Law professor John McMillan has defended the investigation he conducted into complaints against former Australian Public Service commissioner John Lloyd on behalf of the Merit Protection Commission.
In the following statement, McMillan (pictured) responds to a series of complaints about the process which the Senate Committee of Privileges put on the public record this week. The MPC presented its findings to parliament’s presiding officers one day before Lloyd resigned from the role and they were tabled on August 21.
The experienced jurist responds to the former APS commissioner’s claims that he exceeded his brief and that he should have been excluded due to apprehended bias — a concept McMillan understands quite well — and notes that he mostly found in Lloyd’s favour, dismissing all but one of nine allegations.
John McMillan writes:
Mr Lloyd complained in correspondence to the MPC and to the Presiding Officers that I should not have participated in this inquiry by reason of an alleged conflict of interest relating to Mr Lloyd. The complaint relates to comments I made that were reported in The Guardian on 30 September 2015. My comments were made when I was being interviewed about my reflections on Commonwealth freedom of information developments, following my retirement as Australian Information Commissioner in July 2015.
In that interview I was critical of the lack of political and executive support for FOI, as reflected in the Government announcement that it would abolish the Office of the Australian Information Commissioner. I was quoted in the article as saying: “I think it’s terrible that the head of the Treasury and the head of the public service commission feel comfortable in speaking out and saying FOI has gone too far, without having to explain what is meant by it’s gone too far.” I then observed that “FOI protects any document that needs protection … and the [Information Commissioner] decisions make it plain.”
When I was first contacted by the MPC about this inquiry I noted that I had been quoted in The Guardian article three years previously. I expressed my view that I was not precluded by the bias rule of procedural fairness from providing the assistance the MPC requested. The MPC agreed. My view rested on three considerations.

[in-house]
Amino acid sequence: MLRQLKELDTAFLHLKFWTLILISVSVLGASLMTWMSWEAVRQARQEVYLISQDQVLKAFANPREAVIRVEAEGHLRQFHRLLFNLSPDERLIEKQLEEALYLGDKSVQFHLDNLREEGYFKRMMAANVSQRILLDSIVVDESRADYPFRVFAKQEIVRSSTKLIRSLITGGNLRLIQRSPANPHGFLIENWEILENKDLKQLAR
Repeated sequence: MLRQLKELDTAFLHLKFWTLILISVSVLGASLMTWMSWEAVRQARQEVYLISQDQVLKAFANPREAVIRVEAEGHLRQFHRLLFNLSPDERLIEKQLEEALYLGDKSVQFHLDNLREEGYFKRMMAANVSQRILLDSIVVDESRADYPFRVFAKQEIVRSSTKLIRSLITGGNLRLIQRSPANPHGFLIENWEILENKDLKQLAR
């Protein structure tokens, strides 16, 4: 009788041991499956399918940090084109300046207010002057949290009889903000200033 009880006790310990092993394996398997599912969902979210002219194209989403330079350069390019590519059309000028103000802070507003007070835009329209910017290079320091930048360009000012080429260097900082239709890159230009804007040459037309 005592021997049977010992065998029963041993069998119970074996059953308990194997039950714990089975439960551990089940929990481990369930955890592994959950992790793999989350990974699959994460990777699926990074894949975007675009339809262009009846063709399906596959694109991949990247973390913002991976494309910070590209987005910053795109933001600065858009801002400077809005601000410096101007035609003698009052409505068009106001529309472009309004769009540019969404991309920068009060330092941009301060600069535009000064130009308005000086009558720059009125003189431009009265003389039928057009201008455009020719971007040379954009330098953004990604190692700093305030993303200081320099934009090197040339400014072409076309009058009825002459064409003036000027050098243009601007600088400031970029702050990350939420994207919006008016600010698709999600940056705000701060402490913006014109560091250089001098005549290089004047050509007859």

First, my comments were not framed or reported as a personal criticism of Mr Lloyd. My view was that any criticism by a senior official that FOI “has gone too far”, should explain what it is meant by “too far”. My comments were about the administration of FOI, which was an issue for which I had responsibility for over four years as an independent statutory officer. A central part of my role was to promote open government and support for the FOI Act. This was well understood publicly, and was the reason I was interviewed by The Guardian.
Secondly, I have good knowledge of the bias rule of procedural fairness – including through my roles as a statutory office holder for 15 years (in four roles), as an academic administrative lawyer (including co-author of Control of Government Action, now in its fifth edition) and in dealing squarely with procedural fairness issues in the controversial Operation Prospect investigation and report that I concluded as Acting NSW Ombudsman in 2015-17.
The test for apprehended bias is whether a fair-minded observer might reasonably suspect that a decision maker (or person conducting an inquiry) is not impartial. The case law requires that an allegation of bias is firmly established, and there must be a logical basis for doubting that a decision maker will deviate from deciding a matter on its merits. As to prejudgment, there must be a reasonable fear that a decision maker has a pre-formed view or closed mind on the issues to be resolved, and will not be open to persuasion by evidence or submissions.
There was no logical basis for supposing that in light of my reported views on FOI administration three years previously I would not bring an open mind to the allegations I was asked to investigate relating to Mr Lloyd. Those allegations related to the creation of a document in the Australian Public Service Commission that was provided by Mr Lloyd to the Institute of Public Affairs. I had no prior familiarity with those issues or the IPA, and I had not expressed any view upon them. I note that I sustained only one of the nine complaint allegations against Mr Lloyd that I was asked to examine.
Thirdly, in the course of my roles over 15 years as Ombudsman, Integrity Commissioner and Information Commissioner I conducted a large number of inquiries and reviews and published a large number of reports. Many of those reports were critical (sometimes strongly so) of Commonwealth and State administration, touching all areas of government.
It was never suggested that this should disqualify me from conducting further inquiries on different – or even similar – issues. It was always understood that my expression of views on the matters under consideration was a routine and expected aspect of the independent oversight functions I was discharging, and that I would bring an open mind to the next issue to be investigated. The same applies to other areas of law and administration – for example, it is routine that judges and tribunal members express forceful views about the issues to be resolved and the conduct of proceedings.